The tinkling of a cycle bell behind him followed by a sharp pain in his left calf brought him out of his contemplation. Rubbing the pained spot, Mr. Basu Ray saw the little pebble that had hit him. He picked it up and threw it in the direction of the empty street, turned, said “hatochhara bandor!” in a loud voice, and went inside the house.
“Shall I bring you your tea?” Mrs. Basu Ray asked her husband when she saw him coming in. The clock had just struck seven and without answering his wife, Mr. Basu Ray rushed to the television set and turned the channel knob to DD Bangla to watch the evening news bulletin. “Ki go, shall I bring you your tea?” asked Nirupama Basu Ray once again. “It’s terribly warm today,” she continued rubbing the sweat from her dry-skinned, wrinkled, oval-face with liver patches with the edge of her red and blue floral patterned cotton sari. “I wish we could install an AC like the Mukherjees.”
“Why do you always keep talking about others,” yelled Mr. Basu Ray momentarily turning to his wife and then turning to the television set once again and slapping its back a couple of times to adjust the picture. “Can’t you be happy with what you have, woman? Always talking about others, always. The Mukherjees have money and we don’t.”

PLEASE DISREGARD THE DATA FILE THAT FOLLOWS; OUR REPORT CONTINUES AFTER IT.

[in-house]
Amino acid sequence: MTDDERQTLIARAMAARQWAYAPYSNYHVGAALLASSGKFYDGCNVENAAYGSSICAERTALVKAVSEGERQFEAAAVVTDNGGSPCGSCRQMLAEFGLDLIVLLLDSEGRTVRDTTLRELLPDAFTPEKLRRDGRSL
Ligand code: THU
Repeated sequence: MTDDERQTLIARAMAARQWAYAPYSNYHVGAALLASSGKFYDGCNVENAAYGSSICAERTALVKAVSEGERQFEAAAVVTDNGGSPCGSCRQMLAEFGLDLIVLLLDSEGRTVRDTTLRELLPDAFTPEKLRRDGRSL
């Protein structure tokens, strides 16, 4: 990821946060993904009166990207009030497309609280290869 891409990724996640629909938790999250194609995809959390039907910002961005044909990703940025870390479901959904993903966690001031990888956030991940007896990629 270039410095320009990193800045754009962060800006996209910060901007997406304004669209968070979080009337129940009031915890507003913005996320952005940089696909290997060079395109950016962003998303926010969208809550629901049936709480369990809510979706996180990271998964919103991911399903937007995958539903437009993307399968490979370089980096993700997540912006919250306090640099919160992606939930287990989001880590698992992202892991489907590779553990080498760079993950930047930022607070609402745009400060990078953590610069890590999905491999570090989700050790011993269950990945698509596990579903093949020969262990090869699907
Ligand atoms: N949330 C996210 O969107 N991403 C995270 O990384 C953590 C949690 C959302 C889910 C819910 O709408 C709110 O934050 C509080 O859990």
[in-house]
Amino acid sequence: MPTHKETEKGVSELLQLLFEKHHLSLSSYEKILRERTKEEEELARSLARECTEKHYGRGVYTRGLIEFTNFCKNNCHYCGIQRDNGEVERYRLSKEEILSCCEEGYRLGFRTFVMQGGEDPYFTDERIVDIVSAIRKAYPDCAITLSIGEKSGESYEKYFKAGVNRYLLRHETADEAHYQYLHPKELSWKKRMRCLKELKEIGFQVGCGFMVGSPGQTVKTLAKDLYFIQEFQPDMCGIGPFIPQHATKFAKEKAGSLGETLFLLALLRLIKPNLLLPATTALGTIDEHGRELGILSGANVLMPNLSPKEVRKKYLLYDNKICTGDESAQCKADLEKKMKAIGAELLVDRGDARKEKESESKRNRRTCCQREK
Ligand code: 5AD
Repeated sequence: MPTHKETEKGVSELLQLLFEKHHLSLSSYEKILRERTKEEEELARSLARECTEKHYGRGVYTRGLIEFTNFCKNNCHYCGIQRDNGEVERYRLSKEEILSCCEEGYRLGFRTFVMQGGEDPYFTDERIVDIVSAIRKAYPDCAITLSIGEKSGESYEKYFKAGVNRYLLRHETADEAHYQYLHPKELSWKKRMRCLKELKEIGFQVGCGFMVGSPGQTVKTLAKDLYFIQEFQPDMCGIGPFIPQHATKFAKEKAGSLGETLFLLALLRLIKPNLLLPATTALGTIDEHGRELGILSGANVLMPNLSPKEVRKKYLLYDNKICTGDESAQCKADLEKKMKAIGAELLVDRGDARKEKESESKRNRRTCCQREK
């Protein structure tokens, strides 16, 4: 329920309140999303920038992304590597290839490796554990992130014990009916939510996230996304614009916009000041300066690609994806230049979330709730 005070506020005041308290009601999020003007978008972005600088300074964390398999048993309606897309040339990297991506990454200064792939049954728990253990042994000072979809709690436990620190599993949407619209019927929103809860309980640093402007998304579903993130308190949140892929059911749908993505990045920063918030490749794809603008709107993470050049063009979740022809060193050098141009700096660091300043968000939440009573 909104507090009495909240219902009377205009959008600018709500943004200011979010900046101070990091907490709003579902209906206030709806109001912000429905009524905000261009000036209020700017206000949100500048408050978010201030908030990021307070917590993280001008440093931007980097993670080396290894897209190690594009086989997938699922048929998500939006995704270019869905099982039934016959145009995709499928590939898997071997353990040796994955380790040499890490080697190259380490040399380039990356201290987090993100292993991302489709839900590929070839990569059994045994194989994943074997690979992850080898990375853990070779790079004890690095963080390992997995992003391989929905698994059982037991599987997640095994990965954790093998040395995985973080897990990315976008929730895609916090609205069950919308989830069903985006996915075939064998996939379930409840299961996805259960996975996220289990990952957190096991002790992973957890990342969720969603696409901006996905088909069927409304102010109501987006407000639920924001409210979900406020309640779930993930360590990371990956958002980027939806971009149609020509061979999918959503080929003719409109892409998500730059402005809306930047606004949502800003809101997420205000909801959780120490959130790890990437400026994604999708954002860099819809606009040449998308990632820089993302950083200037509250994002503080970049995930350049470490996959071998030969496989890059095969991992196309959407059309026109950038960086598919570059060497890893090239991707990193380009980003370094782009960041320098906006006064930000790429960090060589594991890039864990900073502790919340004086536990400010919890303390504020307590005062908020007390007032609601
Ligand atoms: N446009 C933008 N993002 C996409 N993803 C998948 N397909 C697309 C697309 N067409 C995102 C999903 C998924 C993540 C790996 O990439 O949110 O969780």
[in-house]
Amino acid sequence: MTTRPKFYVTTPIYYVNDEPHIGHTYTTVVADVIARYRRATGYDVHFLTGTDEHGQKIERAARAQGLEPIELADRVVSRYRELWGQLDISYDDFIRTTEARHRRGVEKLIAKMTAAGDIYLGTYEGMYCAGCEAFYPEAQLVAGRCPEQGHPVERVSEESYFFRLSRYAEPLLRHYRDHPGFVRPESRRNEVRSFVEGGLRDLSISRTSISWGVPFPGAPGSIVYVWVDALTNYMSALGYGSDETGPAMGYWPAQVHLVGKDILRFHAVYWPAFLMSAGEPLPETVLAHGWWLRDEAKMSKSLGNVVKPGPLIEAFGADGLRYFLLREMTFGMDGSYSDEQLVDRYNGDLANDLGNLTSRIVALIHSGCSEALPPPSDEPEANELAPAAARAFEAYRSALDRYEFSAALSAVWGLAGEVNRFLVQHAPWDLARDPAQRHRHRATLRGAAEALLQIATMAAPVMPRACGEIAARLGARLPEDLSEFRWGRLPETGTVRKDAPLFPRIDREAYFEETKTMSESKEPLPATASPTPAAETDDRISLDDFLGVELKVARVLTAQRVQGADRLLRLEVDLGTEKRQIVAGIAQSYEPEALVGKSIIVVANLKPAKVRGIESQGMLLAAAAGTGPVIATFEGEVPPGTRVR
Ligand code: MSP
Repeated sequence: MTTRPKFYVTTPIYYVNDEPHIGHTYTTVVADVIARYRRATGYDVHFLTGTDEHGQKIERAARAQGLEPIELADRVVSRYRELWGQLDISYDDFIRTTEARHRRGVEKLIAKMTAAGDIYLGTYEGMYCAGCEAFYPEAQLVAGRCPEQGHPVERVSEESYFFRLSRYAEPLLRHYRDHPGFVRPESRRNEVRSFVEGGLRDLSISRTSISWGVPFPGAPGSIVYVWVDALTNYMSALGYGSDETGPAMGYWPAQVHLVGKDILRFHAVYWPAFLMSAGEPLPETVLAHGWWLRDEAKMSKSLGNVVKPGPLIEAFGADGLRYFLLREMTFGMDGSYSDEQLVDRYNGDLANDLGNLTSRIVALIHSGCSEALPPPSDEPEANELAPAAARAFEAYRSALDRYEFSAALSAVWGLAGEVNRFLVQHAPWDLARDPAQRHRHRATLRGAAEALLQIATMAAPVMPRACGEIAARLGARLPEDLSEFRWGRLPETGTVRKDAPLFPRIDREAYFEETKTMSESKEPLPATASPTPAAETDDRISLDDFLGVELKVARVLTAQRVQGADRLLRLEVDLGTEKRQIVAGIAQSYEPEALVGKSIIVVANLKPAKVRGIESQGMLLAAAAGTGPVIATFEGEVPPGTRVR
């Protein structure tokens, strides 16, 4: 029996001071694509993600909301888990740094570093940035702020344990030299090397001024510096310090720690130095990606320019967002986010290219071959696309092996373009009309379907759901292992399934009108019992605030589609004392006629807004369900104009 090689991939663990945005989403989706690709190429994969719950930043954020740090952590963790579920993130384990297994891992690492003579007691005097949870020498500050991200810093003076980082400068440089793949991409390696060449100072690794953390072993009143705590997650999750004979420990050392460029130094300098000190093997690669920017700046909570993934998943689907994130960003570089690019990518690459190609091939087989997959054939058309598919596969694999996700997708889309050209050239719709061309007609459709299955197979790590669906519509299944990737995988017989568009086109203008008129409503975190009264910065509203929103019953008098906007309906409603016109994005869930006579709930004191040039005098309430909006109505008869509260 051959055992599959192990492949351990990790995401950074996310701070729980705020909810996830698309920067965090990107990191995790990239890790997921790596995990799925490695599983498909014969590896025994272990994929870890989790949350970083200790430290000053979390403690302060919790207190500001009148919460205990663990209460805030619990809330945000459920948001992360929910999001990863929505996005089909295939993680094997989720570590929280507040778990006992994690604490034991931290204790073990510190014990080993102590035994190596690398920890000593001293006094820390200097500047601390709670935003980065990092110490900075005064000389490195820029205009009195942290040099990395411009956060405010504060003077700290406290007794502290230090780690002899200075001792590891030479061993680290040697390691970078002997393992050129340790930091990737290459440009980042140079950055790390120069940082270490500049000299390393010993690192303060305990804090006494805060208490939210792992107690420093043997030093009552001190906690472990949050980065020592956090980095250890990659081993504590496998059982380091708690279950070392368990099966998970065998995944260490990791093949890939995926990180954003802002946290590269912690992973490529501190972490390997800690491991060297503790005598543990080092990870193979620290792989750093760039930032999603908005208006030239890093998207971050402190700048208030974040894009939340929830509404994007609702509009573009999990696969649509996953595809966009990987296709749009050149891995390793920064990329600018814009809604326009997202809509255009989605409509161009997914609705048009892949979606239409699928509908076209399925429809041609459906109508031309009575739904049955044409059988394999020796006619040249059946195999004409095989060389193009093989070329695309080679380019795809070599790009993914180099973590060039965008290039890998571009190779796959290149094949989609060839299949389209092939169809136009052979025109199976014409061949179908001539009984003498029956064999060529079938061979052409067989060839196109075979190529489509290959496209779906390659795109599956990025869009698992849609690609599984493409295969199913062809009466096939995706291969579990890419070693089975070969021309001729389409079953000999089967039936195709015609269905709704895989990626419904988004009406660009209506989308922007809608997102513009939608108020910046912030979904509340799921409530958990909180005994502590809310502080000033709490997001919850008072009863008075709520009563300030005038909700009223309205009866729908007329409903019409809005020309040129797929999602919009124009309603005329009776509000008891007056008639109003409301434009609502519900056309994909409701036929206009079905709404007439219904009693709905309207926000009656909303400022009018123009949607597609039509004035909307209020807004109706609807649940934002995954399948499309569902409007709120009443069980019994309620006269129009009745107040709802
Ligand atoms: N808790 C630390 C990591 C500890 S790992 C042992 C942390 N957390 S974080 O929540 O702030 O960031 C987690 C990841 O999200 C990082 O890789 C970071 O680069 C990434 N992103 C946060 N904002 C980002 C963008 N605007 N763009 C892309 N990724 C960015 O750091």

“They also have two daughters and a son, and still they could afford an air condition,” said his wife scratching a mosquito bitten spot on her unshaven arm.
“Well, it seems that they can but I cannot; and I can’t help it,” retorted Mr. Basu Ray retiring to the sofa covered with an old green towel when the TV screen after numerous slaps finally displayed a well-bred sumptuous Bengali woman in spectacles speaking in a somber tone the bisesh, bisesh khobor of the day.
“Get me my tea,” he said with his eyes fixed on the television set. His wife sighed and turned to the kitchen. “And, oh, yes,” she heard her husband add, “don’t put any milk and sugar in it.” His wife smiled. The weather bulletin announced a chance of heavy rainfall in Kolkata and its neighboring areas.
The weatherman at the meteorological department in Kolkata was a person whose climate-clairvoyance generally vacillated between two sharp binary boundaries: correct and incorrect. Were you a betting person, and had wagered a considerable sum in favor of his prophesy, the chance of your losing the cash-slab would be gravely affirmative; but today, unlike other days, his crystal ball had prophesized the weather conditions absolutely correctly. Around nine in the evening when Mr. Basu Ray was kneading the chapatti dough, he heard the thunder grumbling outside his kitchen window. By this time coiling, grey, intestinal cloud had started to gather in ample profusion in the abstract artist’s canvas abaft. It wasn’t raining yet, but Mr. Basu Ray sensed a refreshing smell of wet grass in the air. Seeing the milk saucer containing the refreshment he had offered to the cat in the afternoon still untouched, he craned his neck and spoke to his wife who had been sitting in the towel-covered sofa reading Sukhi Grihokon, “Have you seen Neelkomol?”